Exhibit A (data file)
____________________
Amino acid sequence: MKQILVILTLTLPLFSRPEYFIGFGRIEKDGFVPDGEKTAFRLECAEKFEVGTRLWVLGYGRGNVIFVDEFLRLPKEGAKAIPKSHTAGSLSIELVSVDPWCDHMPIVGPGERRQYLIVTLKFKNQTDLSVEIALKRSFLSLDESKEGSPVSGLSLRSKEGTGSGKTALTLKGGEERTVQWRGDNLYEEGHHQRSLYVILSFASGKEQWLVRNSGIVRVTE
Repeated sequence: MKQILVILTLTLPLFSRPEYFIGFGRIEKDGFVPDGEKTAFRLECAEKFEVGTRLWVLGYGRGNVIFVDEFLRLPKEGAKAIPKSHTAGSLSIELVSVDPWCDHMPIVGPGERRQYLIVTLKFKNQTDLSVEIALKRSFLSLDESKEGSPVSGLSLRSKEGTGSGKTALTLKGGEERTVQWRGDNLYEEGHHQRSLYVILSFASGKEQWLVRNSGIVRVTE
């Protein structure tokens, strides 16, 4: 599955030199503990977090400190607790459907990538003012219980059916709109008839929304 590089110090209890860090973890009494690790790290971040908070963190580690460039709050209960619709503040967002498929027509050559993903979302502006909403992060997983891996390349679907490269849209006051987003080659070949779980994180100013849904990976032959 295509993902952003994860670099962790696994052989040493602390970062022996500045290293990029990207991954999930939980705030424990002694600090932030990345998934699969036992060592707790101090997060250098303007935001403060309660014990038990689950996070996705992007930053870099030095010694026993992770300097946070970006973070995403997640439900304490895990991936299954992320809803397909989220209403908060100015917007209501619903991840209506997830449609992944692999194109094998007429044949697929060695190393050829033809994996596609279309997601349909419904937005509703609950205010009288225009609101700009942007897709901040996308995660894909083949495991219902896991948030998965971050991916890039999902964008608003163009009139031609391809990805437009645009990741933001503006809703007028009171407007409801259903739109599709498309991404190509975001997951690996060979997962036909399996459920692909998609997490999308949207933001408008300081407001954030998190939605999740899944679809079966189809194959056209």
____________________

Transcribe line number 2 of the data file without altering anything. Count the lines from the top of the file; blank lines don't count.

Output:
Repeated sequence: MKQILVILTLTLPLFSRPEYFIGFGRIEKDGFVPDGEKTAFRLECAEKFEVGTRLWVLGYGRGNVIFVDEFLRLPKEGAKAIPKSHTAGSLSIELVSVDPWCDHMPIVGPGERRQYLIVTLKFKNQTDLSVEIALKRSFLSLDESKEGSPVSGLSLRSKEGTGSGKTALTLKGGEERTVQWRGDNLYEEGHHQRSLYVILSFASGKEQWLVRNSGIVRVTE